Bethel Library Staff Winter Reads

No animal, according to the rules of animal-etiquette, is ever expected to do anything strenuous, or heroic, or even moderately active during the off-season of winter. – The Wind in the Willows

Winter, for some librarians, is a time of greater domesticity.  Some of us craft and cook away the seasonal chill, but we all, by nature, enjoy the timeless coupling of a book and warm beverage.  What works are we curling up with this season?  You may be surprised!

whynotmeKaylin writes, Mindy Kaling is my new best friend–or at least, she feels like she is. Her humorous collection of essays, “Why Not Me?” is a hilarious and honest look at friendship, romance, beauty, life, and what it’s like to be a TV writer in Hollywood. 

In these bleak winter months, when zero can sometimes be the high and we don’t see the sun for days, Mindy Kaling’s book is a bright spot. Her book is wonderfully entertaining and unexpectedly thoughtful, and I think it’s a great pick for anyone looking for a fun winter read that isn’t all fluff.

What else are you curling up with this winter?
There’s nothing better than curling up with “New Girl,” the grown-up coloring book “Enchanted Forest,” and a cup of Candy Cane Green Tea from Trader Joe’s!

 

asherlev

Scott suggests My Name is Asher Lev by Chaim Potok– a story about a Hasidic Jewish boy with a prodigious gift for drawing and painting. His gift is misunderstood and consequently discouraged by both his parents and his wider Hasidic community, but he finds he cannot stop himself from drawing. As he develops both as an artist and as a person, he struggles to navigate the conflicting obligations he feels to the secular art world and his conservative Hasidic community.

What makes this a good winter read?
Something about the way the vibrant descriptions of an artist’s world mix together with the gloomy, heavy tension that characterizes almost all of the relationships in the book matches the feeling of winter. Both have a combination of beauty and bitterness that appeals to me.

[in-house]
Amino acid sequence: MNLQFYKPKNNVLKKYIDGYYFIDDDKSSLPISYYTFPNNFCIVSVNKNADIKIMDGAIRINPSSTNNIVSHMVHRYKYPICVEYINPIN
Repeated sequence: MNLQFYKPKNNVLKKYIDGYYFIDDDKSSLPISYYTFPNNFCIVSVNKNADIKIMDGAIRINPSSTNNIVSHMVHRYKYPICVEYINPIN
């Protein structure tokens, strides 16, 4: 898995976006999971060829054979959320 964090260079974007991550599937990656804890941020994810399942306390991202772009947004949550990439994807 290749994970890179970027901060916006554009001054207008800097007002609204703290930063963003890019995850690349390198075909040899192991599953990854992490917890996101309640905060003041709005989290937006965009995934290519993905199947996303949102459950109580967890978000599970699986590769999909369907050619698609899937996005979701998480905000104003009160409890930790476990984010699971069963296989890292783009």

asyouwish

Lyndi notes that If you recognize this phrase, you will love this book! “As You Wish: Inconceivable Tales From the Making of Princess Bride” by Cary Elwes, the actor who played Westley, gives a behind-the-scenes look at this classic film.  It’s easy to get pulled in as you glimpse into the lives and personalities of the actors, read about the antics of the cast, and see what it’s like on a movie set.

What else are you curling up with this winter?

Hot cocoa, my fuzzy robe, and embroidery.

 

 

thehighdivideRhonda always loves a good historical fiction, but somehow winter seems the best time to immerse yourself in another world and time. 
Civil War veteran Ulysses Pope, devoted father and husband, up and leaves his family, with a cryptic note as the only clue. Sons 16 year old Eli and fragile 10 year old Danny sneak off to find him, traveling from their northwestern Minnesota home through Dakota and Montana. They track him down with the help of Smithsonian insitute curator William Hornoday, only to find a man tortured by guilt about a past unknown to them, involving Custer, a tragic Indian raid, and the doomed American Bison. He is compelled to make amends, even if it costs him his life.